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President Barack Obama, GOP maintain dispute over taxes

7:03 AM, Jan 7, 2013   |    comments
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The Senate's top Republican, Mitch McConnell, said Sunday a new budget deal should include only spending cuts because the recent "fiscal cliff" agreement included higher taxes on wealthy Americans.

"The tax issue is finished, over, completed," McConnell said on ABC's This Week. "That's behind us. Now the question is, what are we going to do about the biggest problem confronting our country and our future? And that's our spending addiction."

President Obama, however, says he will continue to push for a "balanced" debt cut plan, one that includes more tax revenues from the wealthy as well as reductions to popular programs, possibly including Medicare and Social Security.

In his Saturday radio address, Obama pushed the idea of closing tax loopholes.

"Spending cuts must be balanced with more reforms to our tax code," Obama said. "The wealthiest individuals and the biggest corporations shouldn't be able to take advantage of loopholes and deductions that aren't available to most Americans."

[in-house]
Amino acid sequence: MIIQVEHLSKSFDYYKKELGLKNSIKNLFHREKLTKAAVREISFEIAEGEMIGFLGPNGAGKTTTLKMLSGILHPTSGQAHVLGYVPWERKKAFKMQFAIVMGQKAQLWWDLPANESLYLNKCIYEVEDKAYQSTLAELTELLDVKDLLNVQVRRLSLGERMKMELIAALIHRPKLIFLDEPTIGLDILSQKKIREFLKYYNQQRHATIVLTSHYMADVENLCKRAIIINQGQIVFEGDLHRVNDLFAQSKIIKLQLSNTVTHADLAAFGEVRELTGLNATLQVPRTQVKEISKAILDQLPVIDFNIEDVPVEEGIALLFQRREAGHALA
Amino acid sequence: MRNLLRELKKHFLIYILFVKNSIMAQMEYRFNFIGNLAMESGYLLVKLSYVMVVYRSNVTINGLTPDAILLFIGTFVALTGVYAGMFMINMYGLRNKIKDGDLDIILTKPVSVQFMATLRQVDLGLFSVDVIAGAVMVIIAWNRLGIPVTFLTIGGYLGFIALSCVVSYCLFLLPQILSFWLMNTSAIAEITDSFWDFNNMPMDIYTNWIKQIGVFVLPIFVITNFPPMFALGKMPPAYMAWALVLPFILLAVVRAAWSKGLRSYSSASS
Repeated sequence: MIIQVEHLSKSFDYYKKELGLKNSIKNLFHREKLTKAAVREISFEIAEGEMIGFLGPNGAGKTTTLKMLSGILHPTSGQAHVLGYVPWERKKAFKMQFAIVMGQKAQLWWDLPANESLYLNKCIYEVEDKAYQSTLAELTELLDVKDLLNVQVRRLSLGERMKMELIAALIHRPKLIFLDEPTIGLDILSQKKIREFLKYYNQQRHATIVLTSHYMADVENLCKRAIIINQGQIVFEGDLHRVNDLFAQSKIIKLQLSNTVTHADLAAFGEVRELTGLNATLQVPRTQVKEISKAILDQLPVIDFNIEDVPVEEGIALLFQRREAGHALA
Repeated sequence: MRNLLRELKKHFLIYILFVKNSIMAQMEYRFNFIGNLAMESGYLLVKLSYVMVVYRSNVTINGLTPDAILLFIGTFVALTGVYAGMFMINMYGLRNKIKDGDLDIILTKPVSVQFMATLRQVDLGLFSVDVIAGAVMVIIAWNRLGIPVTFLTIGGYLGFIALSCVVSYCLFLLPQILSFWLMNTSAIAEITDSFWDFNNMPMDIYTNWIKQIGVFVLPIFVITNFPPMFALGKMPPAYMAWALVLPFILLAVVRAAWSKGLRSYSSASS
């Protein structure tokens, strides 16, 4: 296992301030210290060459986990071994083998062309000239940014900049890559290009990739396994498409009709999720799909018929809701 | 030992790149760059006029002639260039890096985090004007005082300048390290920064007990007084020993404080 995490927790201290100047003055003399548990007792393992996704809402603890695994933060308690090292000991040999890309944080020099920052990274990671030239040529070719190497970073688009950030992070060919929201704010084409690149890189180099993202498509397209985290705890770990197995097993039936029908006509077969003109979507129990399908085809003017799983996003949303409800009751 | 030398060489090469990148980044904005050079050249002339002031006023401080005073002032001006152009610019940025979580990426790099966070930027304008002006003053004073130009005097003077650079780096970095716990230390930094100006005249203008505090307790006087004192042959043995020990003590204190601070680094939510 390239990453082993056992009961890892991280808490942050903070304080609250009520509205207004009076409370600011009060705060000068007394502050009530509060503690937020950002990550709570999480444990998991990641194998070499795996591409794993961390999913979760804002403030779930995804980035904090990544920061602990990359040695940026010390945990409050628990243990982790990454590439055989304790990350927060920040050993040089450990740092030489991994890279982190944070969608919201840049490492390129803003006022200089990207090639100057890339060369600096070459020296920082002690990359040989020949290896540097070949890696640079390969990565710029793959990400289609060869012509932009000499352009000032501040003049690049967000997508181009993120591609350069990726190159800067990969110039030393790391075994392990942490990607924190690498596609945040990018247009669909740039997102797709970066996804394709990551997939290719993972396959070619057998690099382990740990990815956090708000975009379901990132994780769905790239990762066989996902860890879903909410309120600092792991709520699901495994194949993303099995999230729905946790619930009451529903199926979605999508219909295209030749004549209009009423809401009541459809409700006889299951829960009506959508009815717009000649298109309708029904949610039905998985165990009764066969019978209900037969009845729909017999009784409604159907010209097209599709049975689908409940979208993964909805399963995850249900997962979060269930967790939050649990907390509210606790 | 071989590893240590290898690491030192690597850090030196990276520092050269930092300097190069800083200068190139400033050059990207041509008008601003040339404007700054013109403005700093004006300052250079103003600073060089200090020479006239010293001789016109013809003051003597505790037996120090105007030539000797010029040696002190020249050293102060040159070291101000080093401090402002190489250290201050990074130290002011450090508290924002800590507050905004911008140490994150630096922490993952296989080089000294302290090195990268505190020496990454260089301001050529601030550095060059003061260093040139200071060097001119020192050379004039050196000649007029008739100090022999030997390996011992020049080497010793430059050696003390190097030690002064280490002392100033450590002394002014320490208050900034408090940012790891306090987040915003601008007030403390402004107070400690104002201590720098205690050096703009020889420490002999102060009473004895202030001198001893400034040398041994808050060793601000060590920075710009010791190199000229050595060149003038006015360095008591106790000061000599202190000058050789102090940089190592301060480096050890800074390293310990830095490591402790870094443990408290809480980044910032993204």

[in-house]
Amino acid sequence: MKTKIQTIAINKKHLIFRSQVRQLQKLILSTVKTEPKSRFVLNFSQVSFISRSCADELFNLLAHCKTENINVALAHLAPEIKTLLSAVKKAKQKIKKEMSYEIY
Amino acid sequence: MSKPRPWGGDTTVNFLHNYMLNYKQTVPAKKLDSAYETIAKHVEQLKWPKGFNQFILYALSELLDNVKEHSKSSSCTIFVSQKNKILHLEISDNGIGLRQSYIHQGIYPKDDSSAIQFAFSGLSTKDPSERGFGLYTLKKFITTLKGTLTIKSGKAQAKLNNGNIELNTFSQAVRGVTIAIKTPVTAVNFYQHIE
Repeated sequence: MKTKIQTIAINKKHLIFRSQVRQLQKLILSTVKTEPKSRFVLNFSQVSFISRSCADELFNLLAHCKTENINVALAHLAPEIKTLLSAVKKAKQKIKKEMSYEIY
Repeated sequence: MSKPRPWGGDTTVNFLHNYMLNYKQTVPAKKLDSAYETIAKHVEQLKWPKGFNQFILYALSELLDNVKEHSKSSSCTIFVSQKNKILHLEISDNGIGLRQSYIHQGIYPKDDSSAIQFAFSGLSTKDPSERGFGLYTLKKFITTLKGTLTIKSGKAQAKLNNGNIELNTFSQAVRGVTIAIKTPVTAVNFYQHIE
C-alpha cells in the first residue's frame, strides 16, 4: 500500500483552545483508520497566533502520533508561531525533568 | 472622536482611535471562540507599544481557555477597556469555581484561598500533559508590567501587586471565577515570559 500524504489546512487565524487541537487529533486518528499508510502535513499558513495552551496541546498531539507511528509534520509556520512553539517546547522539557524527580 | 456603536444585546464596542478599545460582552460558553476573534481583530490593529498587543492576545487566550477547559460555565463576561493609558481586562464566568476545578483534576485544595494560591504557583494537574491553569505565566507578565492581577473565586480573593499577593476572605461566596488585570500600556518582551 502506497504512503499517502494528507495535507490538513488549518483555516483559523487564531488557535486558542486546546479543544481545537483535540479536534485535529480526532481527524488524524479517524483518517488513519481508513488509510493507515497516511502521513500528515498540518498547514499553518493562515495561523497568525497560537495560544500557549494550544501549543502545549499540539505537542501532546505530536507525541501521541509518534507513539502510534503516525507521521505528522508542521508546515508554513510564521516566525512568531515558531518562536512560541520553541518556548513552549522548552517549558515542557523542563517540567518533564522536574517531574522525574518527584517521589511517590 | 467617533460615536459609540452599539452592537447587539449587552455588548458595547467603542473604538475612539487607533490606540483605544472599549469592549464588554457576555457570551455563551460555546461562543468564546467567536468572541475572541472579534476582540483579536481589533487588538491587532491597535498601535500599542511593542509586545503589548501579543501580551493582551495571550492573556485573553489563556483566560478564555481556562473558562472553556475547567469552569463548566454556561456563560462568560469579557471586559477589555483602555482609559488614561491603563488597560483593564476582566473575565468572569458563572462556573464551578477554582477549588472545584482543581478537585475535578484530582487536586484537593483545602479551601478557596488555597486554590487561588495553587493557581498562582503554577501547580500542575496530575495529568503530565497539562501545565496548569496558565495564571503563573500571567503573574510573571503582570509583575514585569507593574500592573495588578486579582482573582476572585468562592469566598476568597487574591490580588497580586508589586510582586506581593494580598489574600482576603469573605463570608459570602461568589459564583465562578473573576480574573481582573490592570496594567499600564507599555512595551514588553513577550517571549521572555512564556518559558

The White House and Congress face three major budget challenges over the next three months.

The fiscal cliff deal Obama signed last week deferred a series of massive automatic budget cuts for two months; the parties will try to negotiate a different set of cuts in order to head off those automatic cuts.

The U.S. is also in danger of exceeding its $16.4 trillion debt ceiling, raising the specter of a government default. Obama and McConnell also disagree on whether an increase in the debt ceiling should be tied to new spending cuts.

Another key upcoming date: March 27, the expiration of the continuing resolution that is funding the government, creating the possibility of a government shutdown.

(Copyright © 2013 USA TODAY)

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